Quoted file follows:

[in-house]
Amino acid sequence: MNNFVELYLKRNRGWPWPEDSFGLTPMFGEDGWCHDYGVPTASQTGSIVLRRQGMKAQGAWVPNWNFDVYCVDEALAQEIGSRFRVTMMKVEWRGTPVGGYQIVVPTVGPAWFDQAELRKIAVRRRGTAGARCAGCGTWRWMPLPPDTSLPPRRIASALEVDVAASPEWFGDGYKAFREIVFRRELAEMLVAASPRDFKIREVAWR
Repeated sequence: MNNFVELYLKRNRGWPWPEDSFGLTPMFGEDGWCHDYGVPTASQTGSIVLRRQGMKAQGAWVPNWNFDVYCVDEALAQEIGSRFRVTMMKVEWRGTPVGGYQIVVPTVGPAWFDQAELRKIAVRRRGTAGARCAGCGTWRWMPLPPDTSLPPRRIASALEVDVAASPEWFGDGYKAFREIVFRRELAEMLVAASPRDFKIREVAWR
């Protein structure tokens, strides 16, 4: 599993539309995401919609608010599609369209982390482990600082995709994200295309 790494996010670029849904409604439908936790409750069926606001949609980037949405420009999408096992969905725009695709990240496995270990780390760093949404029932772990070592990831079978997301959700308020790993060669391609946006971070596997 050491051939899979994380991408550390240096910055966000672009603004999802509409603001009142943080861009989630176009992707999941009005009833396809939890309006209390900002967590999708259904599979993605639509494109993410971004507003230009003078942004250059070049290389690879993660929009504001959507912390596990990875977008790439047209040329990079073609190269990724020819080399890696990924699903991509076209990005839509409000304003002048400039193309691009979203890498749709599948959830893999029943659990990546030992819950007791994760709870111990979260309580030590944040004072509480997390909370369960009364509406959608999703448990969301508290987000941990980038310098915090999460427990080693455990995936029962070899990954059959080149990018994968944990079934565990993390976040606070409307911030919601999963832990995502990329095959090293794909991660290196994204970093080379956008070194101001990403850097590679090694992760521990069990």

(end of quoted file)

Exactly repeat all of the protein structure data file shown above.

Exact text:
[in-house]
Amino acid sequence: MNNFVELYLKRNRGWPWPEDSFGLTPMFGEDGWCHDYGVPTASQTGSIVLRRQGMKAQGAWVPNWNFDVYCVDEALAQEIGSRFRVTMMKVEWRGTPVGGYQIVVPTVGPAWFDQAELRKIAVRRRGTAGARCAGCGTWRWMPLPPDTSLPPRRIASALEVDVAASPEWFGDGYKAFREIVFRRELAEMLVAASPRDFKIREVAWR
Repeated sequence: MNNFVELYLKRNRGWPWPEDSFGLTPMFGEDGWCHDYGVPTASQTGSIVLRRQGMKAQGAWVPNWNFDVYCVDEALAQEIGSRFRVTMMKVEWRGTPVGGYQIVVPTVGPAWFDQAELRKIAVRRRGTAGARCAGCGTWRWMPLPPDTSLPPRRIASALEVDVAASPEWFGDGYKAFREIVFRRELAEMLVAASPRDFKIREVAWR
């Protein structure tokens, strides 16, 4: 599993539309995401919609608010599609369209982390482990600082995709994200295309 790494996010670029849904409604439908936790409750069926606001949609980037949405420009999408096992969905725009695709990240496995270990780390760093949404029932772990070592990831079978997301959700308020790993060669391609946006971070596997 050491051939899979994380991408550390240096910055966000672009603004999802509409603001009142943080861009989630176009992707999941009005009833396809939890309006209390900002967590999708259904599979993605639509494109993410971004507003230009003078942004250059070049290389690879993660929009504001959507912390596990990875977008790439047209040329990079073609190269990724020819080399890696990924699903991509076209990005839509409000304003002048400039193309691009979203890498749709599948959830893999029943659990990546030992819950007791994760709870111990979260309580030590944040004072509480997390909370369960009364509406959608999703448990969301508290987000941990980038310098915090999460427990080693455990995936029962070899990954059959080149990018994968944990079934565990993390976040606070409307911030919601999963832990995502990329095959090293794909991660290196994204970093080379956008070194101001990403850097590679090694992760521990069990």